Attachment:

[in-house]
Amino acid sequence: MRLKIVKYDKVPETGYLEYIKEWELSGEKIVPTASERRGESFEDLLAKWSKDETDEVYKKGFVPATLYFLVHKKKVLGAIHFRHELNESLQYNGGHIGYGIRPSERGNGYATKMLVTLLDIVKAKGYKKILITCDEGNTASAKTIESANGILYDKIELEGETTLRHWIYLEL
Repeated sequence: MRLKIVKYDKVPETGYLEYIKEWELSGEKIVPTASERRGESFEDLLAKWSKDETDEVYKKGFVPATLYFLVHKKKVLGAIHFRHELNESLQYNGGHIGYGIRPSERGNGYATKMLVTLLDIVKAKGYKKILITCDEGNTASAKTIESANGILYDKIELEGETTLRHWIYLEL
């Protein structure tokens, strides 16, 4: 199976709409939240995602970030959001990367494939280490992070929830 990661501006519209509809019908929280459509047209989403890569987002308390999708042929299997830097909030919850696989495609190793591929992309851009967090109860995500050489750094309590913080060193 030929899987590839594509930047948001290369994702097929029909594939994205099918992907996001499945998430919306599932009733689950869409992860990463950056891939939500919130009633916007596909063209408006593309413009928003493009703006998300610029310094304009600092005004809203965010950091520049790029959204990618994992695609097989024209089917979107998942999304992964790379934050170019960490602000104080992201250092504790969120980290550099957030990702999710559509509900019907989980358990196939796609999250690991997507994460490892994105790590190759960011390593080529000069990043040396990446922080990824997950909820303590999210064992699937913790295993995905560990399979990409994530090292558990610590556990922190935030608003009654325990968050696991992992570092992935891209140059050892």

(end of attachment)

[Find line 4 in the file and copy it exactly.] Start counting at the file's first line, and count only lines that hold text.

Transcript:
């Protein structure tokens, strides 16, 4: 199976709409939240995602970030959001990367494939280490992070929830 990661501006519209509809019908929280459509047209989403890569987002308390999708042929299997830097909030919850696989495609190793591929992309851009967090109860995500050489750094309590913080060193 030929899987590839594509930047948001290369994702097929029909594939994205099918992907996001499945998430919306599932009733689950869409992860990463950056891939939500919130009633916007596909063209408006593309413009928003493009703006998300610029310094304009600092005004809203965010950091520049790029959204990618994992695609097989024209089917979107998942999304992964790379934050170019960490602000104080992201250092504790969120980290550099957030990702999710559509509900019907989980358990196939796609999250690991997507994460490892994105790590190759960011390593080529000069990043040396990446922080990824997950909820303590999210064992699937913790295993995905560990399979990409994530090292558990610590556990922190935030608003009654325990968050696991992992570092992935891209140059050892």